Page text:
The top-tier iPhone announced next week will most likely start at $1,000. Some analysts seemingly can’t fathom this, as they are scrambling to come up with a way Apple can ‘justify’ the cost of such a product, but they’re missing the point. Here’s one example in particular.
Denial and Bargaining
Jim Edwards for Business Insider:
Apple will unveil its next iPhone on Tuesday, but there is a problem: iPhone 8 (or iPhone Edition, or whatever it is called) may cost more than $1,000, or £760.
It’s only a problem if you don’t understand whom this phone is for and what it’s trying to accomplish.
Jim goes on to present a ‘solution’ from Barclays:
So how will Apple persuade you to pay even more for a phone that runs the same operating system as the one you may already be holding in your hand?
Barclays analyst Mark Moskowitz and his team think they have figured that out, positing that Apple could offer free subscriptions to Apple Music and 200 GB of iCloud storage for one year, a deal worth $156, to anyone who buys iPhone 8. That would bring the perceived cost of the phone down to a potentially more palatable $844.
Not a bad idea, but also incredibly un-Apple. They don’t even bundle in the 29W USB-C fast charger with the purchase of an iPad Pro. You really think they’re going to give away nice margins on services to millions of customers because the phone is more expensive? I seriously doubt it. It’s not their MO.
Furthermore, the iPhone 8 is rumored to be different from a UI/UX perspective, so even though it runs the same operating system as Jim says, it’s not the same experience.
Missing the point
The purpose of the iPhone 8 (or whatever it’s going to be called) isn’t to get into the hands of every existing Apple customer.
The device will have advanced components which are difficult to produce in the kind of mass quantity Apple is accustomed to for their normal iPhone line. For instance: 3D facial recognition sensors, including a possible laser assembly. OLED screens in general are difficult to produce, let alone a custom-shaped one. Just yesterday, Ming-Chi Kuo estimated Apple is paying Samsung between $120-$130 for each screen panel (compared to $45-$55 for an LCD screen).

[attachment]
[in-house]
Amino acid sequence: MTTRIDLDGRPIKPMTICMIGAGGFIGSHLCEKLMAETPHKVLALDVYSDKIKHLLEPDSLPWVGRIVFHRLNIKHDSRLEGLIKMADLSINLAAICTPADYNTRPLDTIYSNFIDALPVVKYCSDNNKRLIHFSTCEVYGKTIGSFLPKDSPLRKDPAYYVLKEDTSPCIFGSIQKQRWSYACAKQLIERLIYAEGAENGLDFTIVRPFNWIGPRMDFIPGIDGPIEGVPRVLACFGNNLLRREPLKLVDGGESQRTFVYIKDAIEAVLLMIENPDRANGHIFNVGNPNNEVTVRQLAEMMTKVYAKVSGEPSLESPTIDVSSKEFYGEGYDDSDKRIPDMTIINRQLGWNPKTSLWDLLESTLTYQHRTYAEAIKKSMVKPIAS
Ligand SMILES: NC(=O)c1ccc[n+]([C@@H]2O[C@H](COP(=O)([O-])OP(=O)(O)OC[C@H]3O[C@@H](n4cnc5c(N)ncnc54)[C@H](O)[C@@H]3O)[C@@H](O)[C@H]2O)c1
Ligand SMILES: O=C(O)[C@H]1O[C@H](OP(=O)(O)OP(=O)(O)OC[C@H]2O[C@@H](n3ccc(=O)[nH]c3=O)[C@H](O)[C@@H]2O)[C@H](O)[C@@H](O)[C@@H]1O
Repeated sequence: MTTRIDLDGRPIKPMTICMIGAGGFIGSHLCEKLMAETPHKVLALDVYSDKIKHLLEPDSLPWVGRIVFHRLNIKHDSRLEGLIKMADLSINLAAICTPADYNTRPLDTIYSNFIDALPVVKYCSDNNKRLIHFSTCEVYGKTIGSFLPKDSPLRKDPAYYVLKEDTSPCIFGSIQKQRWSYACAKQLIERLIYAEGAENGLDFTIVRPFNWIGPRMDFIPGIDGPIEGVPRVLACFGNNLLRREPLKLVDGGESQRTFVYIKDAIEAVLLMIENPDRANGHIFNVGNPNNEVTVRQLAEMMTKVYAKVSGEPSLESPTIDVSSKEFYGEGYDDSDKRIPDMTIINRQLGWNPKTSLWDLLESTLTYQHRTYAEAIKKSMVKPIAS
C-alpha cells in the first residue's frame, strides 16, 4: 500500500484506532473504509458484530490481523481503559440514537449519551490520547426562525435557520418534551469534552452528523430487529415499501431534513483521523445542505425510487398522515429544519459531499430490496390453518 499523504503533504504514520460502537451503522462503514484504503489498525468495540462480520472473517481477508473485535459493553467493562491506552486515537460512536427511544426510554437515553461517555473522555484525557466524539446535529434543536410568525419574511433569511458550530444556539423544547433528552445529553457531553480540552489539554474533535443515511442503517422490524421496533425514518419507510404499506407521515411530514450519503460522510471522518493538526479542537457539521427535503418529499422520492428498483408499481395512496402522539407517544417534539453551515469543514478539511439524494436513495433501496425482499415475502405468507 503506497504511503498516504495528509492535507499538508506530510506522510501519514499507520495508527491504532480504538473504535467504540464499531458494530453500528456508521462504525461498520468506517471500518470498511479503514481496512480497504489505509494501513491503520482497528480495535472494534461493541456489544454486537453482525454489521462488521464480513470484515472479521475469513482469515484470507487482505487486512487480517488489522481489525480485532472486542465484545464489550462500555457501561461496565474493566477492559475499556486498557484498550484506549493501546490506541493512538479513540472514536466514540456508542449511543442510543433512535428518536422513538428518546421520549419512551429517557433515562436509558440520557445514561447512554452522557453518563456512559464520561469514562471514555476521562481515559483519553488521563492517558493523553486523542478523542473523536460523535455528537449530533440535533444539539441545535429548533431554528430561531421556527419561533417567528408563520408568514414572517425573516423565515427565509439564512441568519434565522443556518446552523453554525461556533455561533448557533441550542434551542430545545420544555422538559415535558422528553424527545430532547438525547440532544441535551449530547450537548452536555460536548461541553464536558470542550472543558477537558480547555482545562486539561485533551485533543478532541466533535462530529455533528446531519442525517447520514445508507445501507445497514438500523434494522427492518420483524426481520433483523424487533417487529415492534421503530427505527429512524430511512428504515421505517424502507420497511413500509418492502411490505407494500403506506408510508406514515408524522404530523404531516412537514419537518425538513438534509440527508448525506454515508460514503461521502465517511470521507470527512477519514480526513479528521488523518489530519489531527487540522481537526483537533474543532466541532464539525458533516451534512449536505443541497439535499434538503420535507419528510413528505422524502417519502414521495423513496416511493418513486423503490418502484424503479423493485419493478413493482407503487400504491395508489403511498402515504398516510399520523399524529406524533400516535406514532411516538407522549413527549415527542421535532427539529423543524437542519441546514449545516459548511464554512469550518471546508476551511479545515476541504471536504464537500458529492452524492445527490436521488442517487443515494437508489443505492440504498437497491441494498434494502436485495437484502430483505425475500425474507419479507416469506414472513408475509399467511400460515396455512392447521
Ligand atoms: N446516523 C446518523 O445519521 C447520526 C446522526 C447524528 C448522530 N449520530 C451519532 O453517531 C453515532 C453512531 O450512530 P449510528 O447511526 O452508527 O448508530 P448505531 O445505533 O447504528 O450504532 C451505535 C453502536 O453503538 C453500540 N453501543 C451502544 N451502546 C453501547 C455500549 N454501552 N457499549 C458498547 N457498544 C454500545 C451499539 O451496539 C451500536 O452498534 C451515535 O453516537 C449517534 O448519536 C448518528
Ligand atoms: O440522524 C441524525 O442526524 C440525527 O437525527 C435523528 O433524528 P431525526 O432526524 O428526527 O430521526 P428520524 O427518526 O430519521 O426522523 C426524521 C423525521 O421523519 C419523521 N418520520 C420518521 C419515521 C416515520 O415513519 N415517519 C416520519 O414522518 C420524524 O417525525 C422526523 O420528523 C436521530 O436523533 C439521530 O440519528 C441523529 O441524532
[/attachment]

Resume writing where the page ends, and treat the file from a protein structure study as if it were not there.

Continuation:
Because of this, it’s completely unrealistic to have the same expectations for this phone as you would for a normal release. Apple simply won’t be able to produce the same tens of millions of phones per quarter anyway. It’s a moot point.
The iPhone for diehards
Here’s the truth: iPhone 8 will be for diehard Apple fanatics, early adopters, extremely heavy iPhone users, and those who must live on the bleeding edge of technology. It’s also for those who have more money than they know what to do with and just want the best damn iPhone.
This iPhone won’t be for your typical parents, friends, co-workers, or family members who come to you for advice on technology. They will be content paying the same price as they normally would for the regular update (i.e. 7S/7S Plus).
Why make an ultra iPhone?
Why the hell not? The people that will buy this phone won’t care about its price in the long run. Apple doesn’t lose anything by creating an ultra iPhone tier, as they know they can maintain the production run of the normal line (i.e. 7S/7S Plus any beyond).
Here’s a few excellent points from Jason Snell and John Gruber on this subject.
Now, it’s entirely possible that Apple’s apparent difficulties with its next-generation phone model are in part the fault of designers and engineers who bet that new technology would be available—at scale and at the prices necessary for Apple to maintain its profit margins—in order to ship this new phone in the fall of 2017. But it’s also true that most cutting-edge technologies are going to cost more and initially be available in limited quantities, unless Apple makes huge investments in equipment and manufacturing and corners the world’s supply of those parts, which it has done on more than one occasion.
If you want to argue that Apple should never create an iPhone with a higher starting price than what we have today, you’re implicitly arguing that Apple should never put any components into a new iPhone that can’t be made at iPhone 7 scale. I think that’s dangerous strategically, leaving Apple open to attack from competitors making premium phones with components (cameras, displays, new sensors, new battery technologies, etc.) that can only be produced in single-digit millions per quarter.
On the other hand, without question, this “new premium tier” strategy that I’m suggesting poses its own significant risk for Apple. The mere existence of the new edge-to-edge OLED iPhone could dampen excitement for the iPhone 7S and 7S Plus, leading to a decrease in overall sales. […]
Personally, I think this strategy makes sense, and arguably is overdue. In the same way it made sense for Honda and Toyota to create their Acura and Lexus divisions to sell higher-end cars without eroding the value or popularity of their best-selling Accords and Camrys, it makes sense for Apple to create a premium tier for the iPhone, the best-selling product the company has ever made and likely will ever make. But Apple won’t have the luxury (pardon the pun) of doing so under an Acura- or Lexus-like new brand. They’ll have to do it as Apple.
Extremely well said on both accounts. Furthermore, I just think an ultra iPhone would be bad ass (just please don’t call it iPhone Edition).